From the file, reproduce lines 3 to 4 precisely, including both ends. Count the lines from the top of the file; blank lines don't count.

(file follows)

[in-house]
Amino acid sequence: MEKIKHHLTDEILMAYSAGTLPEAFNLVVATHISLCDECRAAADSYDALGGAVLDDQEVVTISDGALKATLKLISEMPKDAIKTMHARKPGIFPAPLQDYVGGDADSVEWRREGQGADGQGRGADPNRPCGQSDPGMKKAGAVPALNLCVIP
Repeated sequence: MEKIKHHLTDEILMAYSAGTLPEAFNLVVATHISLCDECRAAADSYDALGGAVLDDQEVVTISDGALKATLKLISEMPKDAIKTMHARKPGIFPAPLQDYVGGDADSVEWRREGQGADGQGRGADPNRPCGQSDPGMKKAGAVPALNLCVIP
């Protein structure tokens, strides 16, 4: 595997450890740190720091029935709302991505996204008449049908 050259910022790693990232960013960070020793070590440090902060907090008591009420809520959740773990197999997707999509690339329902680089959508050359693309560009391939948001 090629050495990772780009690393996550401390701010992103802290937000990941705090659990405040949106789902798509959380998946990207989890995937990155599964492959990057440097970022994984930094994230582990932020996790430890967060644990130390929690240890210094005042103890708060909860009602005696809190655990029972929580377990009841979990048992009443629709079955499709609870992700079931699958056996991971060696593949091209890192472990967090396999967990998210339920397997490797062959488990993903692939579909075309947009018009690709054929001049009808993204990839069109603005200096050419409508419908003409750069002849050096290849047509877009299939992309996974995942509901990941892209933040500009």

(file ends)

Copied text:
Repeated sequence: MEKIKHHLTDEILMAYSAGTLPEAFNLVVATHISLCDECRAAADSYDALGGAVLDDQEVVTISDGALKATLKLISEMPKDAIKTMHARKPGIFPAPLQDYVGGDADSVEWRREGQGADGQGRGADPNRPCGQSDPGMKKAGAVPALNLCVIP
């Protein structure tokens, strides 16, 4: 595997450890740190720091029935709302991505996204008449049908 050259910022790693990232960013960070020793070590440090902060907090008591009420809520959740773990197999997707999509690339329902680089959508050359693309560009391939948001 090629050495990772780009690393996550401390701010992103802290937000990941705090659990405040949106789902798509959380998946990207989890995937990155599964492959990057440097970022994984930094994230582990932020996790430890967060644990130390929690240890210094005042103890708060909860009602005696809190655990029972929580377990009841979990048992009443629709079955499709609870992700079931699958056996991971060696593949091209890192472990967090396999967990998210339920397997490797062959488990993903692939579909075309947009018009690709054929001049009808993204990839069109603005200096050419409508419908003409750069002849050096290849047509877009299939992309996974995942509901990941892209933040500009």